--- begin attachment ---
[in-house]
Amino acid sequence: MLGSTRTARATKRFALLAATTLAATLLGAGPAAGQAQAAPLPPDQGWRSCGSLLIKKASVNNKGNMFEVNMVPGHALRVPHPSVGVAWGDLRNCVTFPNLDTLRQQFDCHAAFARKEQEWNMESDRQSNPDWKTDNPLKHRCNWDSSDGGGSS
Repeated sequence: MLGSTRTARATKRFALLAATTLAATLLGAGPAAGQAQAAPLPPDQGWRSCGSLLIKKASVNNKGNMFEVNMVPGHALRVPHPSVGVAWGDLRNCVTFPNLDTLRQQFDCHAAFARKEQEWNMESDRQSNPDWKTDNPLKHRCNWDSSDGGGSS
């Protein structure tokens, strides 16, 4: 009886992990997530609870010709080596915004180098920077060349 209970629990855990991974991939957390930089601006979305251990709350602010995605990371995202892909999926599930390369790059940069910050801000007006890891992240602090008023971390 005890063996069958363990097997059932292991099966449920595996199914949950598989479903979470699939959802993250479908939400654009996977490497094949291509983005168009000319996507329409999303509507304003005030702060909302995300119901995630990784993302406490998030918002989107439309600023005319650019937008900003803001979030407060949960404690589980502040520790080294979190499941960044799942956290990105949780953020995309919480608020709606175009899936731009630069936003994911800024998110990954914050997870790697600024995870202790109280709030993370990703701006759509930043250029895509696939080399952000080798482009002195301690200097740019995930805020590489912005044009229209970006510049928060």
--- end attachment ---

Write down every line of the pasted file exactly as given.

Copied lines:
[in-house]
Amino acid sequence: MLGSTRTARATKRFALLAATTLAATLLGAGPAAGQAQAAPLPPDQGWRSCGSLLIKKASVNNKGNMFEVNMVPGHALRVPHPSVGVAWGDLRNCVTFPNLDTLRQQFDCHAAFARKEQEWNMESDRQSNPDWKTDNPLKHRCNWDSSDGGGSS
Repeated sequence: MLGSTRTARATKRFALLAATTLAATLLGAGPAAGQAQAAPLPPDQGWRSCGSLLIKKASVNNKGNMFEVNMVPGHALRVPHPSVGVAWGDLRNCVTFPNLDTLRQQFDCHAAFARKEQEWNMESDRQSNPDWKTDNPLKHRCNWDSSDGGGSS
């Protein structure tokens, strides 16, 4: 009886992990997530609870010709080596915004180098920077060349 209970629990855990991974991939957390930089601006979305251990709350602010995605990371995202892909999926599930390369790059940069910050801000007006890891992240602090008023971390 005890063996069958363990097997059932292991099966449920595996199914949950598989479903979470699939959802993250479908939400654009996977490497094949291509983005168009000319996507329409999303509507304003005030702060909302995300119901995630990784993302406490998030918002989107439309600023005319650019937008900003803001979030407060949960404690589980502040520790080294979190499941960044799942956290990105949780953020995309919480608020709606175009899936731009630069936003994911800024998110990954914050997870790697600024995870202790109280709030993370990703701006759509930043250029895509696939080399952000080798482009002195301690200097740019995930805020590489912005044009229209970006510049928060």